After the release of his “last album,” Jay-Z began to pursue other interests. He collaborated with artists from a variety of genres, most notably teaming up with rockers Linkin Park to release 2004’s Collision Course.
Nonetheless, the rapper’s hiatus from solo work did not last as long as he had suggested.
In 2006, Jay-Z reemerged as a solo artist with the bombshell release of Kingdom Come, his first release in nearly three years. The album was an instant commercial success and sold over half a million copies during the first week of its release. The album contained the popular single, “Show Me What You Got.”
Since Kingdom Come, Jay-Z has continued his work as a studio and performance artist, releasing three more studio albums and performing at a variety of festivals and events, including the Glastonbury Festival, the Roskilde Festival, and the O2 Wireless Festival, all of which were in Europe.
In spite of his brief hiatus, Jay-Z has continued his legacy as a rap innovator. He continues to grow stylistically, draw on a wide range of influences, and play a leading role in the musical direction of the hip-hop industry as a whole.
He married long-time love interest Beyoncé Knowles in April of 2008 and the couple had their first child, Blue Ivy, on January 7, 2012. Additionally, Jay-Z has shown considerable concern for social issues. He has willingly contributed to philanthropic endeavors, focusing his efforts on the global water shortage, Hurricane Katrina Relief, and voter registration.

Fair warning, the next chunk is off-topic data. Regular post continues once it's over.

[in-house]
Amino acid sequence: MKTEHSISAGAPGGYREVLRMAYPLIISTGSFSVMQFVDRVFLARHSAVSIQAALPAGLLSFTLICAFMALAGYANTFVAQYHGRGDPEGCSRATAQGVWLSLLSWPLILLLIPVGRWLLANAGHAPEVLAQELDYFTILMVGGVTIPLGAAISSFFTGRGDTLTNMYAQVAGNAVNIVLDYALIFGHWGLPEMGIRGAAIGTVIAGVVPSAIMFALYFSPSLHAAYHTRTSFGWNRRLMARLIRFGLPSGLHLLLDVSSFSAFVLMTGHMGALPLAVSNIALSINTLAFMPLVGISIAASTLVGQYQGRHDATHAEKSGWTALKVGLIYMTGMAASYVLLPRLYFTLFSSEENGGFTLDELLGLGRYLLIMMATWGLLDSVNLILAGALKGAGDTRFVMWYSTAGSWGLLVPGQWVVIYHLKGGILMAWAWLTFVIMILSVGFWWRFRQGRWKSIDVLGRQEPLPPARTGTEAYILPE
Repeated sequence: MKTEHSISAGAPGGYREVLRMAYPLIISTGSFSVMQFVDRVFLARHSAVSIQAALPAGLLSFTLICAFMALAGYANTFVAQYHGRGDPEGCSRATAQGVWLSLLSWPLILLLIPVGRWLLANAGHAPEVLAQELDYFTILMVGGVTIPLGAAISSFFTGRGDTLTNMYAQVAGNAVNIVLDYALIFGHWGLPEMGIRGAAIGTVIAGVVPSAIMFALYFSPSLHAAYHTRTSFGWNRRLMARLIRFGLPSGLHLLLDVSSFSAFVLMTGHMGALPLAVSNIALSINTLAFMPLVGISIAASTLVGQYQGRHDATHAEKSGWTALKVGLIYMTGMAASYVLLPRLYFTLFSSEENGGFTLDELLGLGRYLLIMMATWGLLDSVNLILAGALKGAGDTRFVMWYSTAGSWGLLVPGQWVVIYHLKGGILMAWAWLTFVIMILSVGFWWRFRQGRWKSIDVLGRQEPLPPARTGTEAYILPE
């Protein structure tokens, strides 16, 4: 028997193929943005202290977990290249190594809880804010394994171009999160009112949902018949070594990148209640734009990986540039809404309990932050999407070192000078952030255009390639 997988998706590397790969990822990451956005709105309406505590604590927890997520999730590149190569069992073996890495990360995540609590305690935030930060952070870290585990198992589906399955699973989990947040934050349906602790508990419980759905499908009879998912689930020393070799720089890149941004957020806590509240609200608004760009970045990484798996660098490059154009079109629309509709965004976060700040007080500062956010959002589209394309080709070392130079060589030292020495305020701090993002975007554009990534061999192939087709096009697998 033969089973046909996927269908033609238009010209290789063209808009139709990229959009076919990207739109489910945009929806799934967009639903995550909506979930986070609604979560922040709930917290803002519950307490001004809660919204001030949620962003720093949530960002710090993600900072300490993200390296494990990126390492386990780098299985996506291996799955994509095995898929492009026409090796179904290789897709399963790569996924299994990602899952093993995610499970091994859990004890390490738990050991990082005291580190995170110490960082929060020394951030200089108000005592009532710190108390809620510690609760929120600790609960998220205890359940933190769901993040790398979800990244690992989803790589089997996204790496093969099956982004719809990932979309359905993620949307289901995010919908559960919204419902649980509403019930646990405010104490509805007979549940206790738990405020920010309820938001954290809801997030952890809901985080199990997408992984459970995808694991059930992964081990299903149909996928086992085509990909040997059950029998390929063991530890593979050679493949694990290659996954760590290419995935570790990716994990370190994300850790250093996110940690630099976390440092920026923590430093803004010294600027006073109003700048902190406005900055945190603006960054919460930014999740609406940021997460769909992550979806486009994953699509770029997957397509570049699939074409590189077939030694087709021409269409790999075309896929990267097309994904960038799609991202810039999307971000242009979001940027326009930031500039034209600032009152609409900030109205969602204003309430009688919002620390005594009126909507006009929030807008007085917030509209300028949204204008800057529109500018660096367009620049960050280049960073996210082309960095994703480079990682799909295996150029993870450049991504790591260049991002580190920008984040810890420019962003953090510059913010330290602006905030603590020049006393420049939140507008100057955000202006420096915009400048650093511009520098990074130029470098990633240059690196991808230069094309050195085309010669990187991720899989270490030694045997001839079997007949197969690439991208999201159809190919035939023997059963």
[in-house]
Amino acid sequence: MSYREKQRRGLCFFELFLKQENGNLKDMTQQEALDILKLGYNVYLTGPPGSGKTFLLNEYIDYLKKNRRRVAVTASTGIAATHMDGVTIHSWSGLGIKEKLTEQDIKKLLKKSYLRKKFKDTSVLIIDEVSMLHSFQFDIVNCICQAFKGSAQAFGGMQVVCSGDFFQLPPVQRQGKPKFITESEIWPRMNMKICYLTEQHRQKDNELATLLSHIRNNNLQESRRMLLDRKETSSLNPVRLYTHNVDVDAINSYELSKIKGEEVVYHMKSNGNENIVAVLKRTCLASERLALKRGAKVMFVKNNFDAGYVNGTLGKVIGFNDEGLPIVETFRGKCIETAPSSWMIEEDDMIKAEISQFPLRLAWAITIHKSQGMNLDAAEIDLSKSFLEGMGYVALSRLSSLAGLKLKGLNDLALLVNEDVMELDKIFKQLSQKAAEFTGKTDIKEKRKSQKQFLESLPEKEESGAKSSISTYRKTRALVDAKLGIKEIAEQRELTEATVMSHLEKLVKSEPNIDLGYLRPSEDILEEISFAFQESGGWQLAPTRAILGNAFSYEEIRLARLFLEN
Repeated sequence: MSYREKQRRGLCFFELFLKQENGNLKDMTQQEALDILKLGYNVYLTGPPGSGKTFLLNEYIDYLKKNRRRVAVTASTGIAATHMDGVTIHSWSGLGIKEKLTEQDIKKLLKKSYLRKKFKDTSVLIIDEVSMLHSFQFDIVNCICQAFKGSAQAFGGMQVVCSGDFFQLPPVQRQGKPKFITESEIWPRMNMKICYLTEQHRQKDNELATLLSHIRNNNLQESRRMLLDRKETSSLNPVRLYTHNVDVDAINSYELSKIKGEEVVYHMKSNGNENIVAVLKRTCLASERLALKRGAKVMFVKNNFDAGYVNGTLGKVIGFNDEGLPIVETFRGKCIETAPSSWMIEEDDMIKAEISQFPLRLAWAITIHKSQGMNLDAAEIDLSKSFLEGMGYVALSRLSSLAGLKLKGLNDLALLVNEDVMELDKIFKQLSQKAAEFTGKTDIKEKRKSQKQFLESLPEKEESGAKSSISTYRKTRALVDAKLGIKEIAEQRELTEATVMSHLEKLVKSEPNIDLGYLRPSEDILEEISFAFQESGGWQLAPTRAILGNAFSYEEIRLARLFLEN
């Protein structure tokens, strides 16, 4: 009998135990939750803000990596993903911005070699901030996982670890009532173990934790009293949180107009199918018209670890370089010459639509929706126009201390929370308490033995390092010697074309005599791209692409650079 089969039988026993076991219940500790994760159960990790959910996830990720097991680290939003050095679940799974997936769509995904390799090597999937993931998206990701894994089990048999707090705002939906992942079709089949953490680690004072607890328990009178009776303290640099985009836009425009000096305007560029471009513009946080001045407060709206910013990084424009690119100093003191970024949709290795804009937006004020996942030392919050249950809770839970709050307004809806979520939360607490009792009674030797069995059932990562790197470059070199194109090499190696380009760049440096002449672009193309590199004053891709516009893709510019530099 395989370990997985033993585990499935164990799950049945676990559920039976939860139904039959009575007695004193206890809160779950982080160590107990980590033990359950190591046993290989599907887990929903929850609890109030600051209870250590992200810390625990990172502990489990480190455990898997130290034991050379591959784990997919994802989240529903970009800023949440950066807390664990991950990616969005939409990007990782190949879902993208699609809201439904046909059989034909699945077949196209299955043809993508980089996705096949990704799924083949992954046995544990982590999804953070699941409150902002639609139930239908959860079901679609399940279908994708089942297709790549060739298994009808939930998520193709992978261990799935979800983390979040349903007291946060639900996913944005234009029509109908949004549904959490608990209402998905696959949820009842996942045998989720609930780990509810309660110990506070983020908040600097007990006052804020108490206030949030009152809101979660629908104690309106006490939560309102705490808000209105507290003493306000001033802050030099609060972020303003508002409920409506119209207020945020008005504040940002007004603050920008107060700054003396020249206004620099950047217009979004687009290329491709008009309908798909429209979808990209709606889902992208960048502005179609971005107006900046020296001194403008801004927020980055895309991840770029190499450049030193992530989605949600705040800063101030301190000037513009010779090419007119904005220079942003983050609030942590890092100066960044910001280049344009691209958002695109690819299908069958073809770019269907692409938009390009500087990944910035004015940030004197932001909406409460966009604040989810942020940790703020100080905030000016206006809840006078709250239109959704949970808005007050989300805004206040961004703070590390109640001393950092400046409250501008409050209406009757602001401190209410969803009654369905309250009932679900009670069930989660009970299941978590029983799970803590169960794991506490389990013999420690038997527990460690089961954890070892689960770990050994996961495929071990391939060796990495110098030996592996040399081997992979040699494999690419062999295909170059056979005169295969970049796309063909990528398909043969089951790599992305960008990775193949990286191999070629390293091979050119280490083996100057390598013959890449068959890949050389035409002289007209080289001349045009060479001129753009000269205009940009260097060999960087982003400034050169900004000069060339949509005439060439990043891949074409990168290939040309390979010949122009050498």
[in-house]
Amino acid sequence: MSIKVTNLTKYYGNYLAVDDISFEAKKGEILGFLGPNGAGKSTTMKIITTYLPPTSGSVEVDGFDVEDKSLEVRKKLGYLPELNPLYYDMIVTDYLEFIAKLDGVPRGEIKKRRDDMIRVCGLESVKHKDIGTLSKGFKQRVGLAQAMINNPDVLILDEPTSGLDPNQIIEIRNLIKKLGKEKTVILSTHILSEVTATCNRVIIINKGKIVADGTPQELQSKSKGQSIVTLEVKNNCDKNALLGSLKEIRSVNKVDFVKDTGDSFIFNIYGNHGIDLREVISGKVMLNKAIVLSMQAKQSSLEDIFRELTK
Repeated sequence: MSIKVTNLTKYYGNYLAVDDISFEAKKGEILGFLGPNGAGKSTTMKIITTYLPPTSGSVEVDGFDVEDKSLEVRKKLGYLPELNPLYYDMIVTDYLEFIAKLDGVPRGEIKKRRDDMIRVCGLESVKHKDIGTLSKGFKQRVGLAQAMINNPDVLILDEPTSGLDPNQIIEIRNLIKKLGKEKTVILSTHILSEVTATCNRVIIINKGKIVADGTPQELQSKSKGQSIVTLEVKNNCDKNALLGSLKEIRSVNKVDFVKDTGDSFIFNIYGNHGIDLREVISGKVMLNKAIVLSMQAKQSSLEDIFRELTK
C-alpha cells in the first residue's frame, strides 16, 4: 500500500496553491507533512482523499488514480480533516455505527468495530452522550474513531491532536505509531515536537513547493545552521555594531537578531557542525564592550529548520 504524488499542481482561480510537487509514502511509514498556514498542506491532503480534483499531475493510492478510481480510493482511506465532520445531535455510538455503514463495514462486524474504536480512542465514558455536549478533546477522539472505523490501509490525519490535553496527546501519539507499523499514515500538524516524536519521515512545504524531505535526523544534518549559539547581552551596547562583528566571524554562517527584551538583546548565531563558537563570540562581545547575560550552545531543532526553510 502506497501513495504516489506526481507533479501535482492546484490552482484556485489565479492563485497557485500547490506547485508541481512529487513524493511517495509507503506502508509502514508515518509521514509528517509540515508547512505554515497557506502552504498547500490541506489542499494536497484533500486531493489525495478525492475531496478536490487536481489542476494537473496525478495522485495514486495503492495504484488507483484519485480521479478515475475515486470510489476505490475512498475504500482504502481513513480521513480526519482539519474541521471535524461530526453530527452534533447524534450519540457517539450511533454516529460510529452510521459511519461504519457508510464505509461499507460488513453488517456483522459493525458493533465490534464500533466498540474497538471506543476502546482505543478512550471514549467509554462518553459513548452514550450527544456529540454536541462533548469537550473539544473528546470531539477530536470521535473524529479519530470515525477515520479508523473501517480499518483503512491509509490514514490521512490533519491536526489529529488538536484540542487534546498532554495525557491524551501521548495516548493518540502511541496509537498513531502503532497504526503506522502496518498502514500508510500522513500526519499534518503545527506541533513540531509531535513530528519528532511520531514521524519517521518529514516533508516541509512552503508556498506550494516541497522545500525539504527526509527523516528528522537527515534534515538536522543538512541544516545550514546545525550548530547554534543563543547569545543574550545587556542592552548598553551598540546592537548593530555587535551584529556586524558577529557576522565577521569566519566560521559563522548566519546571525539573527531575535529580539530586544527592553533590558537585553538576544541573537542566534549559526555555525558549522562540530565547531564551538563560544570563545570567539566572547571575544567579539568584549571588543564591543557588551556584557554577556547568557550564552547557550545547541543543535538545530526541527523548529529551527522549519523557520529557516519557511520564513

Be sure to check out his newest release, Magna Carta Holy Grail, on iTunes, Spotify, or in stores.
Author: Brandon Vesely
Bio: Brandon Vesely is originally from the Pittsburgh area and is currently a junior majoring in Public Relations and Spanish at Penn State. In his free time he enjoys reading, writing, biking, and spending time outdoors. His musical interests are wide-ranging and include a variety of alternative genres including post-hardcore, indie, noise pop, and pop punk. Some of his favorite artists are Bayside, Yeasayer, Phantogram, and Fireworks.